To be ” unstable “, the lowest layers of an air mass must be so warm and/or humid that, if some of the air rises, then that air parcel is warmer than its environment, and so it continues to rise. This is called moist convection.
Weather is strongly affected by how stable or unstable the atmosphere is. Stable air means that the weather is likely to be calm. It may rain or snow slowly and steadily, it may be sunny, but the weather will not change quickly.
Clouds formed by vertical currents in unstable air are cumulus meaning accumulation or heap; they are characterized by their lumpy, billowy appearance. Clouds formed by the cooling of a stable layer are stratus meaning stratified or layered; they are characterized by their uniform, sheet-like appearance.
The temperature of the air mass at different heights is controlled by the environmental lapse rate. The interaction of the surrounding air mass (see left) with the locally heated ground level air (see right) will determine the air’s stability. Temperature difference compared to surroundings. Moisture content.
|Unstable Air||Stable Air|
|Cumuliform clouds||Stratiform clouds and fog|
|Showery precipitation||Continuous precipitation|
|Rough air (turbulence)||Smooth air|
|Good visibility, except in blowing obstructions||Fair to poor visibility in haze and smoke|
Air is considered unstable, in the lowest layers of an air mass when the air is warmer and or more humid than the surrounding air. When this occurs the air will rise, as that air parcel is warmer than the air surrounding it. In an unstable environment, the weather can change suddenly and can be violent.
Indicators of a stable atmosphere are steady winds, clouds in layers, and poor visibility due to haze and smoke hanging near the ground. Unstable conditions are indicated by dust devils, gusty winds, clouds with vertical growth, and good visibility. (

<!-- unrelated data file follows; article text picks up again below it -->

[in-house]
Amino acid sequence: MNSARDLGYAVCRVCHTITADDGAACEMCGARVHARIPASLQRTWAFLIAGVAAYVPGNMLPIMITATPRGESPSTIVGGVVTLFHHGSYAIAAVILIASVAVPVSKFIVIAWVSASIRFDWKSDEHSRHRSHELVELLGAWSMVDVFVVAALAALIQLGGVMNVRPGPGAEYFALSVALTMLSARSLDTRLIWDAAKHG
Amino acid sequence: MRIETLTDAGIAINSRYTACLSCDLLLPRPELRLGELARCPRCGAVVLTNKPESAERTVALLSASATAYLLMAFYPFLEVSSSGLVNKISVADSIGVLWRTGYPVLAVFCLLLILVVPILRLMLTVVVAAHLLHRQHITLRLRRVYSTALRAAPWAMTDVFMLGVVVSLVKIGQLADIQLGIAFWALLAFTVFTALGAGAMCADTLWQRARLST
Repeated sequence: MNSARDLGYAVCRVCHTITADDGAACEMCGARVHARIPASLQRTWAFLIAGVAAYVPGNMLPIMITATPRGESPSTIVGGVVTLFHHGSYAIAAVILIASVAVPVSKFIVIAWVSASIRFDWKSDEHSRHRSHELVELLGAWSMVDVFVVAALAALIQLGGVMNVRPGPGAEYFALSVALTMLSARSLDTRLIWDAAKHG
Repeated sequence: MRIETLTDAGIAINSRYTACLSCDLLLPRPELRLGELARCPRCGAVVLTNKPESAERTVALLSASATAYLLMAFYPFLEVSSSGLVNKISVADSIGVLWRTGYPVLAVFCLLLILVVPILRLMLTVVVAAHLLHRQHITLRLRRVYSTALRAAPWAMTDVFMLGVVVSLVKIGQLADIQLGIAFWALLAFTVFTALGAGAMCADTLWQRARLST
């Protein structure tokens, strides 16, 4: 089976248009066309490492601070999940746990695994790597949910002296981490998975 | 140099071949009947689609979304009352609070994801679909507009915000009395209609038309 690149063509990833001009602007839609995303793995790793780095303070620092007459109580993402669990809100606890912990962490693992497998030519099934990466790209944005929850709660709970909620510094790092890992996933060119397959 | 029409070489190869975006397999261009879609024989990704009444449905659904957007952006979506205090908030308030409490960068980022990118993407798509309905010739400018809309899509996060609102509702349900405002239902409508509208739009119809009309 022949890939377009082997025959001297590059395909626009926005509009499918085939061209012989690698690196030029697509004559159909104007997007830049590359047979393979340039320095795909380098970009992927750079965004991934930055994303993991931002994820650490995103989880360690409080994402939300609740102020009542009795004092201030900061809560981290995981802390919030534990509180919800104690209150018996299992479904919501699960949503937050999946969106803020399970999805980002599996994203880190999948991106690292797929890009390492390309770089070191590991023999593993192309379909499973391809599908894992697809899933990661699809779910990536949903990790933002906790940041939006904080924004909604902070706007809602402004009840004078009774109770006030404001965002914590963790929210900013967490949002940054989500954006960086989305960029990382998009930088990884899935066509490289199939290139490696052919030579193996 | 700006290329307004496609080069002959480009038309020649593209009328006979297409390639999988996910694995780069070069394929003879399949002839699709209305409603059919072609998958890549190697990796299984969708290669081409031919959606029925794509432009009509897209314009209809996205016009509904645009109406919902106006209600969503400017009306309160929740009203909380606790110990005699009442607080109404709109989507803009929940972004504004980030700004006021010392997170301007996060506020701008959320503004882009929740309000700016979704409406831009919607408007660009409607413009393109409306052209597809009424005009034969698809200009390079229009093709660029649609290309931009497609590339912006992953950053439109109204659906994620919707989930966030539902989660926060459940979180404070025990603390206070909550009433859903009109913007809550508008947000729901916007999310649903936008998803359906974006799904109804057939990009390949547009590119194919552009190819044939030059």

To determine the stability of an air parcel, one compares its temperature to the temperature of the surrounding air mass. If the air parcel’s temperature is greater than the temperature of the surrounding air mass, the air parcel is less dense and tends to rise.
Atmospheric stability is a measure of the atmosphere’s tendency to discourage or deter vertical motion, and vertical motion is directly correlated to different types of weather systems and their severity.
Thus, cumulonimbus are known to be extremely dangerous to air traffic, and it is recommended to avoid them as much as possible. Cumulonimbus can be extremely insidious, and an inattentive pilot can end up in a very dangerous situation while flying in apparently very calm air.
Clouds forming in such unstable environments are of the cumulus variety, which as you may recall, means “heap cloud.” Cumulus clouds are “heap clouds,” and have a bubbly, or billowy appearance.
Because thermal infrared absorption from liquid water is so efficient, many stratus clouds are unstable, because, as the cooling strengthens, condensate builds up, longwave cooling further strengthens, and the layer becomes increasingly susceptible to convective overturning (hence stratocumulus formation).
The warmer, lighter/less dense air will always be forced aloft. With the movement aloft, and the resulting expansion/cooling of the air, the possibility for condensation/precipitation increases. Areas of air mass contact almost always encourage a weather change.
* Which condition is present when a local parcel of air is stable? The parcel of air resists convection.
Air mass having a stable stratification in its lower layer, and consequently free from convection, having a low degree of turbulence, and containing either stratiform clouds, fog, or no clouds at all.